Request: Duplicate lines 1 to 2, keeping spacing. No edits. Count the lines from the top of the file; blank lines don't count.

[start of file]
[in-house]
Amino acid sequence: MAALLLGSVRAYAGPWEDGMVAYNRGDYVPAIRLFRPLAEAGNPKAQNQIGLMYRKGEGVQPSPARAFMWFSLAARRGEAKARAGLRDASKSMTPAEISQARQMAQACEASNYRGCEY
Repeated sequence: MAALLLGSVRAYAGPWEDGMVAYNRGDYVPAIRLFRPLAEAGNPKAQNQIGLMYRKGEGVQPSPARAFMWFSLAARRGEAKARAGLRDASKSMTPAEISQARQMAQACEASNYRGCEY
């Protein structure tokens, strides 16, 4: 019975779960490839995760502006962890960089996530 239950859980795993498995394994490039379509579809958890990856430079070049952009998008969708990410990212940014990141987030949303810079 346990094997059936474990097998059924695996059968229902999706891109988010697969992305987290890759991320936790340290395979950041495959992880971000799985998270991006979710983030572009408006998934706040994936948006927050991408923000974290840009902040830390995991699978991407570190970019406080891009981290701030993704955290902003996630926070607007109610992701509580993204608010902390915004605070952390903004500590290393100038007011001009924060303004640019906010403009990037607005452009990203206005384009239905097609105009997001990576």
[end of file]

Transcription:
[in-house]
Amino acid sequence: MAALLLGSVRAYAGPWEDGMVAYNRGDYVPAIRLFRPLAEAGNPKAQNQIGLMYRKGEGVQPSPARAFMWFSLAARRGEAKARAGLRDASKSMTPAEISQARQMAQACEASNYRGCEY